Zandieh SO, Goldmann DA, Keohane CA, Yoon C, Bates DW, Kaushal R. (2008): Risk factors in preventable adverse drug events in pediatric outpatients. J Pediatr. 152(2):225-231.
[3]
Frush KS, Luo X, Hutchinson P, Higgins JN. (2004): Evaluation of a method to reduce over-the-counter medication dosing error. Arch Pediatr Adolesc Med. 158(7):620-624.
[4]
Hämeen-Anttila K., Honkanen L., and Vainio K. (2009): The usability of medicine education assignments for seven to nine year-old children. Health Educ. 109, 491–506.
[5]
Antonow, J., Smith, A., & Silver, M. (2000): Medication error reporting: A survey of nursing staff. Journal of Nursing Care Quality. 15, 42−48.
[6]
Quinzler R, Gasse C, Schneider A, et al. (2006): The frequency of inappropriate tablet splitting in primary care. Eur J Clin Pharmacol. 62:1065-73.
[7]
Sobhani P, Christopherson J, Ambrose PJ, et al. (2008): Accuracy of oral liquid measuring devices: comparison of dosing cup and oral dosing syringe. Ann Pharmacother. 42:46-52.
[8]
Kaushal R, Bates DW, Landrigan C, et al. (2001): Medication errors and adverse drug events in pediatric inpatients. JAMA. 285:2114-20.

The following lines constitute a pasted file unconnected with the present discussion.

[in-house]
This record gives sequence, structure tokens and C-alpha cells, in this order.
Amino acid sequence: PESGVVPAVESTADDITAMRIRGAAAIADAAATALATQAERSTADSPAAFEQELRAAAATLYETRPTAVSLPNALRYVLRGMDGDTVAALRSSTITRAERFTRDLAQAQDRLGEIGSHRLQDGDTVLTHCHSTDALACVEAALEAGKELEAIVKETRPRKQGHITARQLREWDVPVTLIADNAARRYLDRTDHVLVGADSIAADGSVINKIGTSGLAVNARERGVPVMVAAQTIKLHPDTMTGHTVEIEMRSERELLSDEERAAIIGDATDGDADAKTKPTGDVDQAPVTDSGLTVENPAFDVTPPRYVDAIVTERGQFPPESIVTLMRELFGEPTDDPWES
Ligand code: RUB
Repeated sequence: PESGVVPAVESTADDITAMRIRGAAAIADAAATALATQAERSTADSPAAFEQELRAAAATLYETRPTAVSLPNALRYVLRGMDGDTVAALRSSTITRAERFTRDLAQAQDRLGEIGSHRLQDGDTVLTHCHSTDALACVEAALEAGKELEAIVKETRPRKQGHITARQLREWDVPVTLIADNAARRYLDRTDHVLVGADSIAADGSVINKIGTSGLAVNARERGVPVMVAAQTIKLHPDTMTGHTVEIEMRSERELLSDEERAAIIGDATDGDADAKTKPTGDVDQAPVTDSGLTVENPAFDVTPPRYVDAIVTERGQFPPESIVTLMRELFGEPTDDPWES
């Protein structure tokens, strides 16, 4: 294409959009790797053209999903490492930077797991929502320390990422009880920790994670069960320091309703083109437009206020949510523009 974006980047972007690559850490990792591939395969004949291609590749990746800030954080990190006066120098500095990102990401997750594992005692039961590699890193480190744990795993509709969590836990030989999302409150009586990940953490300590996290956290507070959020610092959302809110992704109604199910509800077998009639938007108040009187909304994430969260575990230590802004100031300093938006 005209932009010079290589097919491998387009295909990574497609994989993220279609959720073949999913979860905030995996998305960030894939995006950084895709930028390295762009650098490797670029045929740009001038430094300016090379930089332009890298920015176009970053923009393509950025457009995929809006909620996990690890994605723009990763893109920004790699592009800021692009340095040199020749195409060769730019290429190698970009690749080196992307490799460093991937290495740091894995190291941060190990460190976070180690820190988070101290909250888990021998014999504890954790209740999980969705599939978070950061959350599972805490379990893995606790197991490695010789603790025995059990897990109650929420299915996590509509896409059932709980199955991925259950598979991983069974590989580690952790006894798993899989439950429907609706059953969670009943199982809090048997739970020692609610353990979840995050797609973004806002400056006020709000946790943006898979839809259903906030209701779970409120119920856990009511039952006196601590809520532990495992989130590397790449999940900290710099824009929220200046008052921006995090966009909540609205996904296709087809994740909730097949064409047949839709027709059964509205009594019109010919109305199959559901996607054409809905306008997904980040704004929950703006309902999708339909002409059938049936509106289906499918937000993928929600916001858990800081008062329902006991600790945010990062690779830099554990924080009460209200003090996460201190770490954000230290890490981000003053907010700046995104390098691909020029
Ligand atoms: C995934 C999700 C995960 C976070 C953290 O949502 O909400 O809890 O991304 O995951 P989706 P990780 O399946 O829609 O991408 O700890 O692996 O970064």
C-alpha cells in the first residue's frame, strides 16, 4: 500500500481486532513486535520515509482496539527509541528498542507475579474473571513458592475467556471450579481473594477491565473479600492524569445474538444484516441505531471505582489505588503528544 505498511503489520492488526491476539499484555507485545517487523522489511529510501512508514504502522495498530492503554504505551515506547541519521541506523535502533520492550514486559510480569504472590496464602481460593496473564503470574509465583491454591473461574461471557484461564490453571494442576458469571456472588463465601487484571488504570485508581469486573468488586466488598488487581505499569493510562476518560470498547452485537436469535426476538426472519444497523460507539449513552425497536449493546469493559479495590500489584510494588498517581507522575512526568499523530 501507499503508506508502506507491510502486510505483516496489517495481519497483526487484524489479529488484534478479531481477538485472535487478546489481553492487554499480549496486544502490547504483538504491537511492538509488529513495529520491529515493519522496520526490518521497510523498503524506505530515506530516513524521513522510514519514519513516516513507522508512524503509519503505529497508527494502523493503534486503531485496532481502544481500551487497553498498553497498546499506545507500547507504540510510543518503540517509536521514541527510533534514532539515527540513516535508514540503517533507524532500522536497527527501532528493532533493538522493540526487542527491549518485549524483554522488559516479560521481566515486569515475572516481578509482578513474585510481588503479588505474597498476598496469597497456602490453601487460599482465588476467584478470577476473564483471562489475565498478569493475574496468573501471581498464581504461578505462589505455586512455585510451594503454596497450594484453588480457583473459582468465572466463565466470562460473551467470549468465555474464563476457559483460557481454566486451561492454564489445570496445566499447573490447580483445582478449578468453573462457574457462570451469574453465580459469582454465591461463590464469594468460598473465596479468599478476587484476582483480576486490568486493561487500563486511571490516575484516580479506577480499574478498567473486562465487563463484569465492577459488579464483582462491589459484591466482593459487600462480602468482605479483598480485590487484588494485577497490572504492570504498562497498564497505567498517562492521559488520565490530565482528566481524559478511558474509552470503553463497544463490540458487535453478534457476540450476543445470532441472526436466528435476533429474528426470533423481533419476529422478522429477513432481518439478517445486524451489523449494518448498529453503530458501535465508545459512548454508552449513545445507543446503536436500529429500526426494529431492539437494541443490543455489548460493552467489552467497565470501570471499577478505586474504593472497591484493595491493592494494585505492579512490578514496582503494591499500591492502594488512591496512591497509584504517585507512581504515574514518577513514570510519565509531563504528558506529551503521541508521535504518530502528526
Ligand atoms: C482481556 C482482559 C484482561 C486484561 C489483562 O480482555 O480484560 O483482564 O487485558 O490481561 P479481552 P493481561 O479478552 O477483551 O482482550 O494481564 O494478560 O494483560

[9]
Yin HS, Alan L, Mendelsohn AL, Wolf MS, Parker RM, Fierman A, Schaick LV.; Bazan IS.; Kline; Dreyer BP. (2010): Parents’ Medication Administration Errors: Role of Dosing Instruments and Health Literacy. Arch Pediatr Adolesc Med. 2010; 164(2):181-186.
[10]
Bertsche T, Bertsche A., Krieg,N Kunz, K Bergmann, Hanke G. Hoppe-Tichy T. Ebinger F. WE Haefeli WE. (2010): Prospective pilot intervention study to prevent medication errors in drugs administered to children by mouth or gastric tube: a programme for nurses, physicians and parents. Qual Saf Health Care. 19-26.
[11]
Krähenbühl-Melcher A, Schlienger R, Lampert M, et al. (2007): Drug-related problems in hospitals: a review of the recent literature. Drug Saf. 30:379-407.
[12]
Alexander DC, Bundy DG, Shore AD, et al. (2009): Cardiovascular medication errors in children. Pediatrics. 124:324-32.
[13]
Yin HS, Mendelsohn AL, Fierman A, et al. (2011): Use of a pictographic diagram to decrease parent dosing errors with infant acetaminophen: a health literacy perspective. Acad Pediatr.11:50–57.